The last time I bought a ticket to the movies was in January this year on a 40 degree-plus Melbourne day. I really didn’t care what was showing – hell, I would have settled for an Adam Sandler flick – I just wanted to escape the heat.
I queued for about 10 minutes with all the other bedraggled customers, slapped down $38 for two seats and then waited patiently for my wife to join me. By the time she did there were only two seats left in the cinema and they were at opposite ends of the auditorium.
Cursing, I returned to the box office, queued for another ten minutes, negotiated a refund and then asked if there were any other movies showing anytime soon.
“There’s something called The Great Beauty showing,” said the attendant. “It’s Italian and it’s got sub-titles.”
“Well, that sounds like a must-see,” I said. “Count us in.” It was very hot that day.
We enjoyed the film – and the air conditioning – apart from one recurring inconvenience: a homeless person had taken up residence in the front row of the cinema and would regularly wake with a start, stretch, moan, and then return to his slumbers.
I suspect he’d been there all day, escaping the heat, like everyone else. He was presumably having his own Gold Class experience.
Going to the movies, at least when I was a kid, was about service and designated seating and helping the cinema-goer make the most of the time. There were even ushers who held flashlights for you so you could find your seat.
These days, it’s very different.
I couldn’t help wondering why it’s always our fault when prices go up.
Which makes it hard for me to accept that standard movie ticket prices are increasing to $20 and more. (We’re already paying way over that for 3D and something called Vmax.) The principals of major cinema chains tried to justify the new prices in separate interviews this week. Both cited high wage costs and movie piracy for the increase. Really? I couldn’t help wondering why it’s always our fault when prices go up. It sounded like so much spin to me.
Where are all these staff who are supposedly getting upwards of $25 an hour? We could sure use them, not only to help us to our seats, but maybe to tell the badly behaved punters in the front row to quieten down a little. (Or, for that matter, the homeless guy.) Or maybe they could hire some cleaning staff. These days, by the early evening, movie theatres look like 747 cabins after a long-haul flight.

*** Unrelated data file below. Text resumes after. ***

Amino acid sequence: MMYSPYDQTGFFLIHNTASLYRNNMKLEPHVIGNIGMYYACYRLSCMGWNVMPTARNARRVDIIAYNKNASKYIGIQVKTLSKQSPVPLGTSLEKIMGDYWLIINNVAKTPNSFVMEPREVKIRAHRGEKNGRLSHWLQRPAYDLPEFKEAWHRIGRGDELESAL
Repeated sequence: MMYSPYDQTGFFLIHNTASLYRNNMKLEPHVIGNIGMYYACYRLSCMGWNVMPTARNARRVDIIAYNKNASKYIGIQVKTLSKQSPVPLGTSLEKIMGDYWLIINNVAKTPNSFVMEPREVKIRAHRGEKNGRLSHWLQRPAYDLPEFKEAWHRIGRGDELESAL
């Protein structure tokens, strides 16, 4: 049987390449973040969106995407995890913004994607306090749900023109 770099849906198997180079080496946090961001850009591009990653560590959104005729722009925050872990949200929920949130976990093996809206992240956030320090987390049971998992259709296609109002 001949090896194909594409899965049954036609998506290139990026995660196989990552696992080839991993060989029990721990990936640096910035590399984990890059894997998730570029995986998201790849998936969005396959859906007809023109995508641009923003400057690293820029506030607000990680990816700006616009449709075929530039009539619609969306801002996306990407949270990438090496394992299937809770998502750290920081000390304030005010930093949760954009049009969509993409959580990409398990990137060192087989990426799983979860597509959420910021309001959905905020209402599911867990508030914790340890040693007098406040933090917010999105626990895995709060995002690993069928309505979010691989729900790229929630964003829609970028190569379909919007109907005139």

When I go to a film I struggle to find a staff member, apart from the ones behind the candy counter which increasingly doubles as the box office. Of course, there’s the kid who takes your ticket, but he or she is barely 18 and is earning $15 an hour. And the projection rooms long ago were emptied out; they now have one person to run multiple screens (which might explain why films are often out of focus).
So it must be piracy that’s forcing up ticket prices, right? Wrong. The only times I’ve watched pirated movies – at the home of friend whose name I no longer recall – the quality was second-rate and there were Russian sub-titles throughout. If people really are turning to them in record numbers, it speaks volumes about the declining standard of the cinema ‘experience’.
The reality is I’d gladly pay $25, even $30 to go to the movies if I thought there was a good chance of watching the film in comfort, cleanliness and without someone driving me crazy with their jumbo-sized popcorn, potato chip wrappers, text messaging or annoying conversations. (The declining standards of public behaviour are one thing cinema chains can’t really do much about – unless they tell Hollywood to stop encouraging it in their movies.) But I’d be even more inclined to go if it only cost me, say $10, or $15.
These days, by the early evening, movie theatres look like 747 cabins after a long-haul flight
Until that happens, I’ll increasingly watch movies at home, because home theatre systems have evolved to such an extent that I feel no need to battle for parking and seating and silence just to watch a movie that will be on DVD or Netflix in a few weeks anyway. Besides, I can tell fellow patrons – meaning, my kids – to behave if they get out of line, with a reasonable expectation I won’t get into a fist fight.
Instead of increasing prices to bolster falling revenues, cinema chains might try dropping them to encourage people back to their theatres. And putting the staff they claim to have into a place where they can deliver a bit more customer service. Or I’ll stay home and watch a movie on my big screen TV. That, at least, is coming down in price every time I walk into a store.
Get the picture?
Bruce Guthrie is editorial director of The New Daily and, in reality, wouldn’t dream of paying to see an Adam Sandler movie.